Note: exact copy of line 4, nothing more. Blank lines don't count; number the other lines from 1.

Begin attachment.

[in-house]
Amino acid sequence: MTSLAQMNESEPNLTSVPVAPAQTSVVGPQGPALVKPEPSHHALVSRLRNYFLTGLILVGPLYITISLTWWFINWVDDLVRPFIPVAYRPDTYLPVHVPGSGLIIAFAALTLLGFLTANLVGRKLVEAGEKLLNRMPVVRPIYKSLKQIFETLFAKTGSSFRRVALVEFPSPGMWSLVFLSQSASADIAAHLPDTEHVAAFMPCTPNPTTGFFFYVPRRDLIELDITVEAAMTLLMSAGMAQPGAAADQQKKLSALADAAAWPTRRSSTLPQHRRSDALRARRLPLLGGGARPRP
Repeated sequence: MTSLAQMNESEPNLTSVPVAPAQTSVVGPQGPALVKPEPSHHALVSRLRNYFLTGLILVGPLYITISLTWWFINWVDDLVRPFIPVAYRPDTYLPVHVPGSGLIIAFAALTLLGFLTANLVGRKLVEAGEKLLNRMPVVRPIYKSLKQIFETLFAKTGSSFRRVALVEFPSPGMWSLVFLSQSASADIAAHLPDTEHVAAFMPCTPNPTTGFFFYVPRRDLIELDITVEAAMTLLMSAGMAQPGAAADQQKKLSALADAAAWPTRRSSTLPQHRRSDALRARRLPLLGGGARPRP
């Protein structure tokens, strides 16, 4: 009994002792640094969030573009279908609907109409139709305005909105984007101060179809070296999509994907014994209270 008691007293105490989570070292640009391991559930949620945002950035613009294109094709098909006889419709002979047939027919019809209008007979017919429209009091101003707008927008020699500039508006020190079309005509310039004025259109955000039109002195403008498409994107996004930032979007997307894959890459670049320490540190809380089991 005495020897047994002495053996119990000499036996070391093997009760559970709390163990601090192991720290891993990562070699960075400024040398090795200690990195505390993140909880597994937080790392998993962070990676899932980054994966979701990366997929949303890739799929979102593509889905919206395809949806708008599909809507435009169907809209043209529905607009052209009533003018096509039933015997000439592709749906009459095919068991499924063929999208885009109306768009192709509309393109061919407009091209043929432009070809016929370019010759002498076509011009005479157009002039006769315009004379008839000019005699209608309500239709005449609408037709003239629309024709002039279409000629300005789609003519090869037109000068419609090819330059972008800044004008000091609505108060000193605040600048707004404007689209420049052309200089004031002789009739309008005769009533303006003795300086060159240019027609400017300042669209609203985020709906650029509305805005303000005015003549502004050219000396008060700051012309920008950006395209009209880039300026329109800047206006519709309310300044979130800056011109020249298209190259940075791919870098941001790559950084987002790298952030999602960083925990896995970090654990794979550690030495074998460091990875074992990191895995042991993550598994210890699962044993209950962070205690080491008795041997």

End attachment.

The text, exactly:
């Protein structure tokens, strides 16, 4: 009994002792640094969030573009279908609907109409139709305005909105984007101060179809070296999509994907014994209270 008691007293105490989570070292640009391991559930949620945002950035613009294109094709098909006889419709002979047939027919019809209008007979017919429209009091101003707008927008020699500039508006020190079309005509310039004025259109955000039109002195403008498409994107996004930032979007997307894959890459670049320490540190809380089991 005495020897047994002495053996119990000499036996070391093997009760559970709390163990601090192991720290891993990562070699960075400024040398090795200690990195505390993140909880597994937080790392998993962070990676899932980054994966979701990366997929949303890739799929979102593509889905919206395809949806708008599909809507435009169907809209043209529905607009052209009533003018096509039933015997000439592709749906009459095919068991499924063929999208885009109306768009192709509309393109061919407009091209043929432009070809016929370019010759002498076509011009005479157009002039006769315009004379008839000019005699209608309500239709005449609408037709003239629309024709002039279409000629300005789609003519090869037109000068419609090819330059972008800044004008000091609505108060000193605040600048707004404007689209420049052309200089004031002789009739309008005769009533303006003795300086060159240019027609400017300042669209609203985020709906650029509305805005303000005015003549502004050219000396008060700051012309920008950006395209009209880039300026329109800047206006519709309310300044979130800056011109020249298209190259940075791919870098941001790559950084987002790298952030999602960083925990896995970090654990794979550690030495074998460091990875074992990191895995042991993550598994210890699962044993209950962070205690080491008795041997």